In the second section of the vision, the focus turns from the city to the citizens: to those still in exile (vv6-9), and those in Jerusalem (vv10-13). Again, there is a dual reference to Zechariah’s contemporaries and Jews of a future day. It seems that Zechariah is now speaking, proclaiming the words given him by the angel sent from the Man (v3). The message is a command to “flee” and escape from Babylon (vv6-7). Although Babylon is to the east, it is called the “land of the north” because this was the direction of invasion and gives best access to the land (cf. Jer 1:14; 31:8). This is therefore a call to the remaining captives to return to Jerusalem. Sadly, many were still comfortable in Babylon.
The wider scope of the prophecy is again suggested by the “four winds of heaven.” God, in His purpose, has spread His people out to all quarters of the globe, yet they have a responsibility to flee from Babylon (and the system it represents, cp. Mat 24:31). Furthermore, future Israel is commanded to come forth out of the final world system of Babylon the great, the mother of all harlots (Rev 18:4). The overall message is clear: God’s people must not be part of a city and system which is hostile to God and is subject to imminent judgment. John Stubbs has an arresting practical exhortation: “As the Jew had the choice to go back to his country and build up the city of Jerusalem, so the believer should let the prospect of the heavenly city so thrill him as to stir his heart to be exercised in heavenly things and to build for eternity.”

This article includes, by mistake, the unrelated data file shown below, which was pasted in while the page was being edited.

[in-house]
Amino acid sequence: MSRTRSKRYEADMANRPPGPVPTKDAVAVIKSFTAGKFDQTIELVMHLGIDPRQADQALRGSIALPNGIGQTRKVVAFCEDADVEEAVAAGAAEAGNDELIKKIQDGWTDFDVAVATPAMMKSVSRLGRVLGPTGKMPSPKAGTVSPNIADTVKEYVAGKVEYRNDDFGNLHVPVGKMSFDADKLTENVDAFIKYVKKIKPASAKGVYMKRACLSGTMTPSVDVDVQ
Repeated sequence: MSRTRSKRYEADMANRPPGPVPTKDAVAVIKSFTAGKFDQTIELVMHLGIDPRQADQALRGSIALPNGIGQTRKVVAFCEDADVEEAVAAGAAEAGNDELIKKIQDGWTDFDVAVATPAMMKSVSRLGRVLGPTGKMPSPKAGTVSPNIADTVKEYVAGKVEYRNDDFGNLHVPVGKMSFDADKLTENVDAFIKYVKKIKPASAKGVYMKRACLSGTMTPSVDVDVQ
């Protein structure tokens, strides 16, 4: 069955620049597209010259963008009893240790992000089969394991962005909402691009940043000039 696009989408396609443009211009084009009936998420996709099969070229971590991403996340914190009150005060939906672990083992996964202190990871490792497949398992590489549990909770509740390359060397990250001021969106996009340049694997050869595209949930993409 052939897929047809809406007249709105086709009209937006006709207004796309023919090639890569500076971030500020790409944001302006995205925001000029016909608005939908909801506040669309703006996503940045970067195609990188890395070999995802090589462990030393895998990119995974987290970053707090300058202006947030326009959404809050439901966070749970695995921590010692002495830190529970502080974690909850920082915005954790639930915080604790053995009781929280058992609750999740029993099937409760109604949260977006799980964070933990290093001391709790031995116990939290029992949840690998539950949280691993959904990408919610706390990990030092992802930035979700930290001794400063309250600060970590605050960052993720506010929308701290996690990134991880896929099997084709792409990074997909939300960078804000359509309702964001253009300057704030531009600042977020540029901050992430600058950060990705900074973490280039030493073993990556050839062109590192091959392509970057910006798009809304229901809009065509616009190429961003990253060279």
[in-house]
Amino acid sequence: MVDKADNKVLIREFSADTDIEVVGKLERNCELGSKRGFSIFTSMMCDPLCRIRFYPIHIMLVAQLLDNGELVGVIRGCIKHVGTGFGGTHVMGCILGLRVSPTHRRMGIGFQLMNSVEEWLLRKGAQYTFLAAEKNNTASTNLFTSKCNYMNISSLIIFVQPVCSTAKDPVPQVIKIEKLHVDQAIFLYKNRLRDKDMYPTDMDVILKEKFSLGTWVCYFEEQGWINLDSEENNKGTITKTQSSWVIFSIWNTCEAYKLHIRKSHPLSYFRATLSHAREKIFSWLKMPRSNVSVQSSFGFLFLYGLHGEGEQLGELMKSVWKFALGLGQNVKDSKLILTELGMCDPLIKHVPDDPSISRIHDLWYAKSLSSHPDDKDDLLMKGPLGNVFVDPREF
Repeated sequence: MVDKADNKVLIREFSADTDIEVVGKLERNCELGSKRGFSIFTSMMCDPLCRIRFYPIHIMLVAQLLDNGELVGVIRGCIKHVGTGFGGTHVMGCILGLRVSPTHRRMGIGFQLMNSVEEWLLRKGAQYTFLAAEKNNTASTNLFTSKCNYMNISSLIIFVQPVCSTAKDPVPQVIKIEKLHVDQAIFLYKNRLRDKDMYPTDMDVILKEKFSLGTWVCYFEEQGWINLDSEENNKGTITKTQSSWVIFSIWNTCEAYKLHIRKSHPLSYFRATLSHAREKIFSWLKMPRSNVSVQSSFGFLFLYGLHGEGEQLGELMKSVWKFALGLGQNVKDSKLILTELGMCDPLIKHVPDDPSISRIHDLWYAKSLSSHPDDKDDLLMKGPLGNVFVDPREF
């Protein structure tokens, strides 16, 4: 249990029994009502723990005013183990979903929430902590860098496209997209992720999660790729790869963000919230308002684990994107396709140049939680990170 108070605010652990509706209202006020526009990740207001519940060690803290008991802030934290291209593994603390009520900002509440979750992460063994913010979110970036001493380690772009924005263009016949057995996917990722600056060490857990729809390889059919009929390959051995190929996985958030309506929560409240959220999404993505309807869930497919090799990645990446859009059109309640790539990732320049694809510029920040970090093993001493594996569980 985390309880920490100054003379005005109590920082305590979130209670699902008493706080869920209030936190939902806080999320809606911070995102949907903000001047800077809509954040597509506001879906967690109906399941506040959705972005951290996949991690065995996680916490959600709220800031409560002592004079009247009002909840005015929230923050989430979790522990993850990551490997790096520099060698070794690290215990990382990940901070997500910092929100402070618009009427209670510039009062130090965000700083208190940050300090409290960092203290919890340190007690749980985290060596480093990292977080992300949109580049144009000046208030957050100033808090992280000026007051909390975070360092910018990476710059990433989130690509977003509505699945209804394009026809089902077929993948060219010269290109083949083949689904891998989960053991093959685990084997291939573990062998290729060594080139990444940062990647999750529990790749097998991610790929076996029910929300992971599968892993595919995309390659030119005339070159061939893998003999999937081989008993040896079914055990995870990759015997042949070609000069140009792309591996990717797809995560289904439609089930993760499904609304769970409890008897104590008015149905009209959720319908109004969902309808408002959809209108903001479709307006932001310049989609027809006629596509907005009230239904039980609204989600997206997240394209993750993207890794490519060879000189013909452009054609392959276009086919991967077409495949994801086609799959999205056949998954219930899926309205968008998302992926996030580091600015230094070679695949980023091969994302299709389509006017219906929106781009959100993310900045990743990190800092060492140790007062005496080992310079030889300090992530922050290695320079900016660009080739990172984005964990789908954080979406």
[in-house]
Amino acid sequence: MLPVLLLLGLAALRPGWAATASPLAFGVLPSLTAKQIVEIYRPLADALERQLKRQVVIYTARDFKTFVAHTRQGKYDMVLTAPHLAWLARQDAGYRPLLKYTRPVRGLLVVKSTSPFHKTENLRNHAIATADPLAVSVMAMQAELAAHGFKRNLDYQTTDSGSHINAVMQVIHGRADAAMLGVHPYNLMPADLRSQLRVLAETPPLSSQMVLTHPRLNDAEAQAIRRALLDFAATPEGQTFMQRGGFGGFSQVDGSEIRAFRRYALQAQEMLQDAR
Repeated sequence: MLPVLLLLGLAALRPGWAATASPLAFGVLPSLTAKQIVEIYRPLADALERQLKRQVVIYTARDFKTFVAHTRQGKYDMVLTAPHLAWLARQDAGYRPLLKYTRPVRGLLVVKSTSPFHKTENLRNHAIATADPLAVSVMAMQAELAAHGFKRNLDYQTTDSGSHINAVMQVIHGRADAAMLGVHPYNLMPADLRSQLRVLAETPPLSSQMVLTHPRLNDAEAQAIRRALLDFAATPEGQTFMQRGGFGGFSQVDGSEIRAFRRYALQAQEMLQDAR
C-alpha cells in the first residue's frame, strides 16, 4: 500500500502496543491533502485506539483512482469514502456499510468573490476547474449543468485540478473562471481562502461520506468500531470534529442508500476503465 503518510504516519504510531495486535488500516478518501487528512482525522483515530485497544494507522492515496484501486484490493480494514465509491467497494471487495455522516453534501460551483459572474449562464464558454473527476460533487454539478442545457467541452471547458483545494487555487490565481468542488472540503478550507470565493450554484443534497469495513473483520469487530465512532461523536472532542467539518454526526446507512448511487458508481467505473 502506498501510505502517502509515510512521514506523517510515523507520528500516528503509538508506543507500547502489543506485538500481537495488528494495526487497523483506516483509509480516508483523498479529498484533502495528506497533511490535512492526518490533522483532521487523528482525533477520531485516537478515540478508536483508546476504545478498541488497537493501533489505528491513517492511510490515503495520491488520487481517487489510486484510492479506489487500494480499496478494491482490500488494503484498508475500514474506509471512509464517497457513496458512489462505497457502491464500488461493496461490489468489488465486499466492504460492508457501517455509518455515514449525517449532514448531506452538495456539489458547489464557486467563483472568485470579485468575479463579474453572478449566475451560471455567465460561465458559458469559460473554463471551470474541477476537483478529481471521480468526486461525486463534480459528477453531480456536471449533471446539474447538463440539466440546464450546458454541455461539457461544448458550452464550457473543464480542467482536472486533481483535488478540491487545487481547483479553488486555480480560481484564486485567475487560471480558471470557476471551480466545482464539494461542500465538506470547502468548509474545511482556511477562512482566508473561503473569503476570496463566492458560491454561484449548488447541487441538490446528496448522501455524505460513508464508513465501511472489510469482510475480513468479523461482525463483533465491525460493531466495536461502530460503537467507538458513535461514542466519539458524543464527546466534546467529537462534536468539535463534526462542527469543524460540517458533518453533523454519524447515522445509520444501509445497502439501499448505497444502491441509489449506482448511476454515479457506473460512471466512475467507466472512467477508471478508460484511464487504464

The secret of Israel’s survival as a nation through the years is because she is precious to God (v8). To “touch” Israel in hostility is to touch “the apple” (lit. gate, i.e., pupil of His eye). To mistreat God’s people is to strike a blow at His most tender and sensitive point. Thus, He will “shake” (wave) His hand in judgment upon all the nations which plundered His people. The Agent in this judgment, referred to as “me” (v8), is the Man with the measuring line – the Messiah. He is the One “sent” to pursue, restore, display and magnify the glory of God by destroying those nations set against Israel. Some commentators take “after the glory” in the sense of time rather than purpose, i.e., after the manifestation of Christ in glory, He will destroy His enemies and judge the heathen. Both are true!
The conclusion of the vision describes the appropriate response of a community delivered from captivity – to “sing [shout] and rejoice,” particularly because Jehovah will come to “dwell” (shakan) in their midst in the Person of Messiah (v10; 6:13). For so long the captives wept by the river of Babylon (Psa 137:1-2); now sorrow is replaced by singing. This will also be a day of blessing for Gentile nations as well as Israel (v11). They will be “joined” (implying a spiritual union) to the Lord and designated “my people.” With Jehovah reigning in their midst, the city (Jerusalem), region (Judah), and “holy land” (Israel) are sanctified by His presence (v11). Jerusalem will once again be displayed before the world as the city of His choice (v12).
The present dispensation is the period of God’s long continued silence with no audible voice or visible interposition. But such silence will be broken as Jehovah is awakened to action (out of figurative sleep) in response to the distressed cries of His persecuted people (v13). His “holy habitation” describes heaven, from which the seals of Revelation 5 are opened, and the work of judgment commences. Mankind is therefore exhorted to be in silent and reverential awe before the Lord – His mighty power is about to be manifested.
 All Scripture quotations in this article are from the KJV.
 J.J. Stubbs, What the Bible Teaches: Zechariah (Kilmarnock: John Ritchie Ltd., 2007).